British university students protest Israel


LONDON (JTA) – Students at eight British universities staged protests this week against Israel’s actions in the Gaza Strip war.

Students at the London School of Economics ended a week long "occupation" of the institution’s Old Theatre after the LSE director, Sir Howard Davies, issued a joint statement with the student protestors saying he understood their concerns and backing a fundraising drive for scholarships for Palestinians.

Davies, like the heads of other universities, refused to issue an official university statement condemning the Israeli bombardment of the Gaza Strip. 

He agreed to help students organize a fundraising day, and to donate surplus computers and books to institutions in Gaza.  Davies also agreed to waive scholarship application fees for students affected by the conflict, a step which a spokesman for the university emphasized is worded in a way that  makes eligible for assistance students from Gaza as well as from southern towns in Israel.

In the joint statement Davies wrote: "I well understand the concerns felt by many students about the events in Gaza. It is painful to observe the suffering of the civilian population. Like Professor [Rick] Trainor of Universities UK, who speaks for the sector as a whole, I supported calls for an end to the conflict. As he has said, many of the casualties have occurred in educational establishments. Wherever in the world scholars or their institutions are threatened, or their lives are disrupted by conflict, I believe all parties should respect the integrity of scholarship and intellectual and academic freedom, and should work to minimize suffering".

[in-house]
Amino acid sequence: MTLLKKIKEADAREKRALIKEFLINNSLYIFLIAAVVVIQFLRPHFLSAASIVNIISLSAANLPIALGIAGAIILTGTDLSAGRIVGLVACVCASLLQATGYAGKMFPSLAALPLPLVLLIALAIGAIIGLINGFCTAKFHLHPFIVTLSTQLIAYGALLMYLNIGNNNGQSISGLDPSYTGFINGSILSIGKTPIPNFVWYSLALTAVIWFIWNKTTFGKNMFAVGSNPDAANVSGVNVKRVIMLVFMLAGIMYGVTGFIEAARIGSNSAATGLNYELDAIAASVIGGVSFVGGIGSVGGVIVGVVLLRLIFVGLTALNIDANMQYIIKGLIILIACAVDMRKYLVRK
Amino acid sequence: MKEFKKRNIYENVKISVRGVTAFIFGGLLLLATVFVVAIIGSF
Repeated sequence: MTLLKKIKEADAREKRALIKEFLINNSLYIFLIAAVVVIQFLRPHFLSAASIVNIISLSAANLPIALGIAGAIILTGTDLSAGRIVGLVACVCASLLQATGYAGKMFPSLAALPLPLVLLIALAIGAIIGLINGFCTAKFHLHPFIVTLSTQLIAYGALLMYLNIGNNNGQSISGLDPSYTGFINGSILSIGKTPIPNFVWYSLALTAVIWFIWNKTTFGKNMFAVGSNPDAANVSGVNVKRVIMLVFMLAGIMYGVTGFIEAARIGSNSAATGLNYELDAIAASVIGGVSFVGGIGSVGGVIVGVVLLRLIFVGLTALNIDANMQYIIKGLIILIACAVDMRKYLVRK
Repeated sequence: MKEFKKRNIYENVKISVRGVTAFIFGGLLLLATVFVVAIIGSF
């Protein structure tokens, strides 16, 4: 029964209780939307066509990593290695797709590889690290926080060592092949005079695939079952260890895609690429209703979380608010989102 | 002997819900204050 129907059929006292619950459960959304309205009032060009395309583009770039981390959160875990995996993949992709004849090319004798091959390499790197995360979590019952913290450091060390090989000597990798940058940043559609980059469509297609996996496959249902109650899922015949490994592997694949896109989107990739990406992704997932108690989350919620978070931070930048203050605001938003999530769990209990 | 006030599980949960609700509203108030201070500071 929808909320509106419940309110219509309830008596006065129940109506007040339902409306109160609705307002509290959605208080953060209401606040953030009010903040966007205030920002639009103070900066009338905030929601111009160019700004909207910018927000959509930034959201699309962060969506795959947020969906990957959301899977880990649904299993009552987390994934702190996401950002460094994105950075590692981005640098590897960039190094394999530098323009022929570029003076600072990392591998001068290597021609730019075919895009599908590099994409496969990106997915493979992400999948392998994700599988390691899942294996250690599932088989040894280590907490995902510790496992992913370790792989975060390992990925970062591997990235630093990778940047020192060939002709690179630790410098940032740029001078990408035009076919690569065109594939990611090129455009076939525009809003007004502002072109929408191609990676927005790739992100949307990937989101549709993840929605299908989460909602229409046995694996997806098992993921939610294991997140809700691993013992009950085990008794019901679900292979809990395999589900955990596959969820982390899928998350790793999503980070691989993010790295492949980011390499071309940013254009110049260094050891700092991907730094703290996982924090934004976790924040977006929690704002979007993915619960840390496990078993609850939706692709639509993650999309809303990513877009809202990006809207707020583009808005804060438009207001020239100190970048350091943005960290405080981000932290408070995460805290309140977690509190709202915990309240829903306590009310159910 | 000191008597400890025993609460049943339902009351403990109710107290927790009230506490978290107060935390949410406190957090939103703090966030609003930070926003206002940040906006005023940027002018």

In Oxford, about 80 students occupied for a building of the Bodleian Library for six hours, demanding a university statement condemning Israel’s military action in Gaza, an offer of shcholarships to Palestinian students and the cancellation of  a lecture series at Balliol College inaugurated by Shimon Peres, Israel’s president.

King’s College London rejected a demand from protesters that it rescind an honorary Peres degree received last November.

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